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Americans are going to work. Since the summer of 2011, nearly eight million more Americans in their “prime” working years, between the ages 25 and 54, have gained employment. If Americans wish to further foster this progress, it is important to understand the critical role that child care plays in boosting our nation’s economy.
One sign of how important child care is for employers and employees alike is that, by one estimate, businesses nationwide lose more than $4.4 billion a year due to employee absences resulting from breakdowns in child care arrangements.
Parents who struggle to find reliable child care may be limited in the hours they can work or the jobs they can perform. And research from the U.S. Department of Health and Human Services found that lowering the costs of child care paid by parents significantly increases the likelihood that a mother will work.
Mothers, who typically bear the brunt of parental child care responsibilities, are a significant part of our workforce. Across the United States, more than 18 million families with children under the age of 12 include a mother who works or is looking for work. Even among mothers with small children, most participate in the workforce. Last year, roughly two-thirds of women with children under the age of 6 were in the nation’s labor force, according to the U.S. Bureau of Labor Statistics.
But that economic contribution depends on the availability of — and access to — child care, often purchased from one of the nation’s 675,000 market-based child care providers. The result is that more than half of all children from birth to age 5 spend more than 10 hours per week in the care of someone other than their parents. Given the research on the impact of adult interactions on a child’s development in those key years from birth to age 5, early-learning providers play a crucial role in helping build the foundation for success in a young child’s life.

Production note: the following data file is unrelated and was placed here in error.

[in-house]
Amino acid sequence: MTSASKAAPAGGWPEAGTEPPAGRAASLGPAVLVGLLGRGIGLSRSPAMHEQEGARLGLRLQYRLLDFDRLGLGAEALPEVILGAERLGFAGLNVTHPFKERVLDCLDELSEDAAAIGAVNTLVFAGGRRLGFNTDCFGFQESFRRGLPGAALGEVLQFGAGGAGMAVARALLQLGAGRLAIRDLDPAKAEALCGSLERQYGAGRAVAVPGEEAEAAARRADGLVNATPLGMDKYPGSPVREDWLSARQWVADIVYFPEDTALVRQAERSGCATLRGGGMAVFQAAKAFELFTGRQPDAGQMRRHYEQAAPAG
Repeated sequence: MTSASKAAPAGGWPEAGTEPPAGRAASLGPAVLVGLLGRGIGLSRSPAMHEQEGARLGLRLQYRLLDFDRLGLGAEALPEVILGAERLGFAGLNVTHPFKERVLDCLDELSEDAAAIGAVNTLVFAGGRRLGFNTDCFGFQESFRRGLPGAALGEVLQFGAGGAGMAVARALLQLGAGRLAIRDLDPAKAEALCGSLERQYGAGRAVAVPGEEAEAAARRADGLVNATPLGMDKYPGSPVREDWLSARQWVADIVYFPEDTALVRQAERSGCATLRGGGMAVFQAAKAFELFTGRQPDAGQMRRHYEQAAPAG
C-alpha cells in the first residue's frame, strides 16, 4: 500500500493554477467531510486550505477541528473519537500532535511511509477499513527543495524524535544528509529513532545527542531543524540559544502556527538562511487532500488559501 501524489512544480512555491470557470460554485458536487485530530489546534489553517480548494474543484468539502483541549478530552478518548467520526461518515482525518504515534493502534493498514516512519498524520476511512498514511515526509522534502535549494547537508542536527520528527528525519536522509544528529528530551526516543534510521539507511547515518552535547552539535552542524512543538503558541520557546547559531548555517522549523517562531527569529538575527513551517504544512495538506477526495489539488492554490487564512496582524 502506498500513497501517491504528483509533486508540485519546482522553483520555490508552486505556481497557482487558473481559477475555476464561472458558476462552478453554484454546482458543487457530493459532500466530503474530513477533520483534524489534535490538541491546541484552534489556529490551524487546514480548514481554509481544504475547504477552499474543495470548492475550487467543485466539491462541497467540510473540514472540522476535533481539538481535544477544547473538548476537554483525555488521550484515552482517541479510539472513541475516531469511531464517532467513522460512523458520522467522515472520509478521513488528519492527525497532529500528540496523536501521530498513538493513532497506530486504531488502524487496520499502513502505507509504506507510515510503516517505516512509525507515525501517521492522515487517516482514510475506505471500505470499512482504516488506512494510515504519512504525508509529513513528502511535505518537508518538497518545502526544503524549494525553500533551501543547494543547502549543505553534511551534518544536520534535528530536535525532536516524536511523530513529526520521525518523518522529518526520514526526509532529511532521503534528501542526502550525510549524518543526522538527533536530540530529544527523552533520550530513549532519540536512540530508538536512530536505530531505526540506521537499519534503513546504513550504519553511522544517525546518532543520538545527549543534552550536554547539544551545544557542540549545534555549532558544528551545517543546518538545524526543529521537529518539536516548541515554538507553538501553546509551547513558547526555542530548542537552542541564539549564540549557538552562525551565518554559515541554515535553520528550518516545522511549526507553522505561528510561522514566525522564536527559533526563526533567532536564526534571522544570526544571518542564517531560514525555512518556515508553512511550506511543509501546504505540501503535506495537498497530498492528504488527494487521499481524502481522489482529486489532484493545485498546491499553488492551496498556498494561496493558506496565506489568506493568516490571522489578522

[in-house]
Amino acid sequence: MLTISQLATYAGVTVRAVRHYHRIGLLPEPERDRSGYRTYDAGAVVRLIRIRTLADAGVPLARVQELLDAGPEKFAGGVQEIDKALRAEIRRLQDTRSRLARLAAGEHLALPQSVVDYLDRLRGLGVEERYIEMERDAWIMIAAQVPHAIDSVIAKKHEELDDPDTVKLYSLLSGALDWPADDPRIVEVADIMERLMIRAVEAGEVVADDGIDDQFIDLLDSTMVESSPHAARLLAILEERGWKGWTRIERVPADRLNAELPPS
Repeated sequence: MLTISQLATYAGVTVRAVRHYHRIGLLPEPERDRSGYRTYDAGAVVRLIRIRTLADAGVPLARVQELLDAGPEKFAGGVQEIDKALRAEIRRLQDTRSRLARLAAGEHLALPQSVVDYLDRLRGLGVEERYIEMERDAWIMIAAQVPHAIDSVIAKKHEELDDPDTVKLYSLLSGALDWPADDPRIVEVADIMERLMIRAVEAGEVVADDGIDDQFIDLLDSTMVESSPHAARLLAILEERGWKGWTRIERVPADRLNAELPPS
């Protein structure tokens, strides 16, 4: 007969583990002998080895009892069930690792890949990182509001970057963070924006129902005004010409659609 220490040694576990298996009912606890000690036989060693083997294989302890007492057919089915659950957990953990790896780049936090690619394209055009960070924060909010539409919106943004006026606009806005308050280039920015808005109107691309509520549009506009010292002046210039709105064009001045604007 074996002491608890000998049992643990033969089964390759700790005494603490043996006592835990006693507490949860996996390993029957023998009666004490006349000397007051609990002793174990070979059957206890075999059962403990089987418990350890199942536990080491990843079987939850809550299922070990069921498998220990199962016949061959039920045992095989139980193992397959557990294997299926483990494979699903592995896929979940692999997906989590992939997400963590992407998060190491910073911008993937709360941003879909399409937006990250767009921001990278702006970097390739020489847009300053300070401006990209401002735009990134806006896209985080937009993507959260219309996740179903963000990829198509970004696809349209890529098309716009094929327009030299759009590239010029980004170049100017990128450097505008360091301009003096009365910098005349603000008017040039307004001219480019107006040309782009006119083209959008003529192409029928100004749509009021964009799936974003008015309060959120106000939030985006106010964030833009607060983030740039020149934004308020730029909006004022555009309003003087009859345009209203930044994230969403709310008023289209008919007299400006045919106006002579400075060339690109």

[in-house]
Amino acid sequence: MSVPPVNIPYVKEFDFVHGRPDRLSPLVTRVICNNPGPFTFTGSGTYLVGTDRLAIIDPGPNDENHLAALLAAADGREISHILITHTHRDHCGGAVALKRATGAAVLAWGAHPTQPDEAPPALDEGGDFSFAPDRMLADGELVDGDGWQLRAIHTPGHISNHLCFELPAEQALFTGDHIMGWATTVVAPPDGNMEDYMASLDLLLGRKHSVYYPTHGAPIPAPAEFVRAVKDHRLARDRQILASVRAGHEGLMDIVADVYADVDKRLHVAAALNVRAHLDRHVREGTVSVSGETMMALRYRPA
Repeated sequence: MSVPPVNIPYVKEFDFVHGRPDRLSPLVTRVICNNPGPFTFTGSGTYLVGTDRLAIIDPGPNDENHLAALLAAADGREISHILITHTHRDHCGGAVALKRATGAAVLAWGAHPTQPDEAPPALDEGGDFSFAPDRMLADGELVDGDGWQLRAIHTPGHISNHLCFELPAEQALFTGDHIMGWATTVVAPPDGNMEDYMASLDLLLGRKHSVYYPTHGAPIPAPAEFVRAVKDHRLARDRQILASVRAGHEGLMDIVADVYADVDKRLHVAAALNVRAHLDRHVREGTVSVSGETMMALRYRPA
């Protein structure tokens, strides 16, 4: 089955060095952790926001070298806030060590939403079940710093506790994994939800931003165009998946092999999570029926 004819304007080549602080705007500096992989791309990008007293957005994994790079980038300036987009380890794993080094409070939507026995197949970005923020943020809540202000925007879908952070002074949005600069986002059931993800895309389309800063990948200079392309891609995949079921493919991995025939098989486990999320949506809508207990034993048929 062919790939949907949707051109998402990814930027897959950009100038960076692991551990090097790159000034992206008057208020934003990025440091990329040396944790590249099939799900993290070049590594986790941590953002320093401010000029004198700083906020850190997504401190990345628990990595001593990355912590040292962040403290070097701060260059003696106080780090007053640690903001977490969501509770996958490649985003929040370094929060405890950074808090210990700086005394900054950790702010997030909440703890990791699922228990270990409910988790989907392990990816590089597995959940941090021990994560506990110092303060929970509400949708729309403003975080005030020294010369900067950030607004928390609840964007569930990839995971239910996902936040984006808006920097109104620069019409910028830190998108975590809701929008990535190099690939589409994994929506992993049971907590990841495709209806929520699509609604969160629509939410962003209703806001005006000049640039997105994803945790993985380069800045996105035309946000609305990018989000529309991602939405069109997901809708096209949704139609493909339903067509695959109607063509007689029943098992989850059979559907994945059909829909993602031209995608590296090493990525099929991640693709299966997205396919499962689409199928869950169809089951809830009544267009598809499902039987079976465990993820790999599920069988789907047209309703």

Child care isn’t only a means to providing parents with the option of work.
By enabling more parents to find or keep jobs and balance work with their family responsibilities, child care also unlocks an important source of talent for U.S. employers. Plus, it is an important industry.
Over 1.5 million Americans are paid for work related to child care, and the nation’s child care sector as a whole is estimated to generate direct revenues and support for additional education and work that, taken together, are worth more than $99 billion annually.
Those findings, drawn from the report “Child Care in State Economies” (published by the Committee for Economic Development of The Conference Board), help highlight the vital role that child care plays in facilitating the work of parents as well as strengthening the American workforce.
With so many children spending significant time in non-parental care, it is clear that access to affordable, high-quality child care matters not just for today’s workers and employers, but also for the healthy development and school readiness of the country’s next generation of workers and citizens.
This story about child care and the U.S. economy was produced by The Hechinger Report, a nonprofit, independent news organization focused on inequality and innovation in education. Sign up for our newsletter.